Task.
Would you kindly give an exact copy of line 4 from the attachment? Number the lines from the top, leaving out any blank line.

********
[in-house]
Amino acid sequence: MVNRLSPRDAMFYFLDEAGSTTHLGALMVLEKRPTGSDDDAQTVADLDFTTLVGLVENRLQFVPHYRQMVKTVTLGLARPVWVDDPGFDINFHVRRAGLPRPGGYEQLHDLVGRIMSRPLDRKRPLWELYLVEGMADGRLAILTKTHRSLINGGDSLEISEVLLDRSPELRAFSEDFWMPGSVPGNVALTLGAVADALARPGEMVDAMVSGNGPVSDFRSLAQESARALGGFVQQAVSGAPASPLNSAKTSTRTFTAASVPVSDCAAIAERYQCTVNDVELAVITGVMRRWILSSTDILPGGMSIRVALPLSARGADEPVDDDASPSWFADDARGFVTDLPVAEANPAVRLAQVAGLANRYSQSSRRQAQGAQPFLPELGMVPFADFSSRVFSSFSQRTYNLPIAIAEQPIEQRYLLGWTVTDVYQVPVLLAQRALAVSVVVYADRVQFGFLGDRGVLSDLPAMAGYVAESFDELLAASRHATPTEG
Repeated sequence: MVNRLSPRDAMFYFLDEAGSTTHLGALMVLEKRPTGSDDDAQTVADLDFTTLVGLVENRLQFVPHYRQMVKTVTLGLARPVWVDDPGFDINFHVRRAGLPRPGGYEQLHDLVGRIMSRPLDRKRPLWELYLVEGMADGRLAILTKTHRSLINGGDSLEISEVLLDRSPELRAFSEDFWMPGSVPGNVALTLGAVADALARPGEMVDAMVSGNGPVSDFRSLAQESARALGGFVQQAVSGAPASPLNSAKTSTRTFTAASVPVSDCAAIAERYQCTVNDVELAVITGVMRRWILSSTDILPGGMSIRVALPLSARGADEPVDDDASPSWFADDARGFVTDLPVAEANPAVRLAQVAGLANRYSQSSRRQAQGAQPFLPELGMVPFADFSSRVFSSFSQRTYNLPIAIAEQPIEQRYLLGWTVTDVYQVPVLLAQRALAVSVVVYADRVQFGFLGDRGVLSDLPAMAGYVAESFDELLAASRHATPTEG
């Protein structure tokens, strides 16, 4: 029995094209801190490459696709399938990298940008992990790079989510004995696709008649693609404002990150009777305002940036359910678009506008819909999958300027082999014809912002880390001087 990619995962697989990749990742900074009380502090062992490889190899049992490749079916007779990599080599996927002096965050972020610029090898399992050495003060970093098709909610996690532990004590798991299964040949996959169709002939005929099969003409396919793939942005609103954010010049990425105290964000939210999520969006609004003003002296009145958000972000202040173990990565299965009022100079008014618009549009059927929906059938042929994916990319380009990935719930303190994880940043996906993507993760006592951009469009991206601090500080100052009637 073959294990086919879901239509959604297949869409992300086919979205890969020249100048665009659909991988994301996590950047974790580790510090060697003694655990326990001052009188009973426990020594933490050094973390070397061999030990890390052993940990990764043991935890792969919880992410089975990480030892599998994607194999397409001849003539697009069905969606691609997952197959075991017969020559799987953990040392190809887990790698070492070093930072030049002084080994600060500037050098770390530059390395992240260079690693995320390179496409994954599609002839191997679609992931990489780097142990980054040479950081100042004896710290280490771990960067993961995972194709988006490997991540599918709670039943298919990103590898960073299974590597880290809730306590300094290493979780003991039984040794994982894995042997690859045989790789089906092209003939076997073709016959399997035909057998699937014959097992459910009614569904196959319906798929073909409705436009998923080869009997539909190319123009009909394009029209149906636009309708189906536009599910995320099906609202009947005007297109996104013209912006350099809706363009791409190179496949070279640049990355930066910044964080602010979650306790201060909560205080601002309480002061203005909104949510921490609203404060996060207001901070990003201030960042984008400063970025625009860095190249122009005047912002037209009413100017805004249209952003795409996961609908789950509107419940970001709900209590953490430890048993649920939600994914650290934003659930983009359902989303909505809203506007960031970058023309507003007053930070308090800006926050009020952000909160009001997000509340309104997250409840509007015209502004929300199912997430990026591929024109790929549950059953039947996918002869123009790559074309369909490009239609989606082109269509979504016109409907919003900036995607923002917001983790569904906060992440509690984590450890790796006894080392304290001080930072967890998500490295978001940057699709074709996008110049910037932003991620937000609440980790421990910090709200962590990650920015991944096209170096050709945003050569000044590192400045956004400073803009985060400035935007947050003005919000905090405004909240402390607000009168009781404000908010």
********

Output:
């Protein structure tokens, strides 16, 4: 029995094209801190490459696709399938990298940008992990790079989510004995696709008649693609404002990150009777305002940036359910678009506008819909999958300027082999014809912002880390001087 990619995962697989990749990742900074009380502090062992490889190899049992490749079916007779990599080599996927002096965050972020610029090898399992050495003060970093098709909610996690532990004590798991299964040949996959169709002939005929099969003409396919793939942005609103954010010049990425105290964000939210999520969006609004003003002296009145958000972000202040173990990565299965009022100079008014618009549009059927929906059938042929994916990319380009990935719930303190994880940043996906993507993760006592951009469009991206601090500080100052009637 073959294990086919879901239509959604297949869409992300086919979205890969020249100048665009659909991988994301996590950047974790580790510090060697003694655990326990001052009188009973426990020594933490050094973390070397061999030990890390052993940990990764043991935890792969919880992410089975990480030892599998994607194999397409001849003539697009069905969606691609997952197959075991017969020559799987953990040392190809887990790698070492070093930072030049002084080994600060500037050098770390530059390395992240260079690693995320390179496409994954599609002839191997679609992931990489780097142990980054040479950081100042004896710290280490771990960067993961995972194709988006490997991540599918709670039943298919990103590898960073299974590597880290809730306590300094290493979780003991039984040794994982894995042997690859045989790789089906092209003939076997073709016959399997035909057998699937014959097992459910009614569904196959319906798929073909409705436009998923080869009997539909190319123009009909394009029209149906636009309708189906536009599910995320099906609202009947005007297109996104013209912006350099809706363009791409190179496949070279640049990355930066910044964080602010979650306790201060909560205080601002309480002061203005909104949510921490609203404060996060207001901070990003201030960042984008400063970025625009860095190249122009005047912002037209009413100017805004249209952003795409996961609908789950509107419940970001709900209590953490430890048993649920939600994914650290934003659930983009359902989303909505809203506007960031970058023309507003007053930070308090800006926050009020952000909160009001997000509340309104997250409840509007015209502004929300199912997430990026591929024109790929549950059953039947996918002869123009790559074309369909490009239609989606082109269509979504016109409907919003900036995607923002917001983790569904906060992440509690984590450890790796006894080392304290001080930072967890998500490295978001940057699709074709996008110049910037932003991620937000609440980790421990910090709200962590990650920015991944096209170096050709945003050569000044590192400045956004400073803009985060400035935007947050003005919000905090405004909240402390607000009168009781404000908010």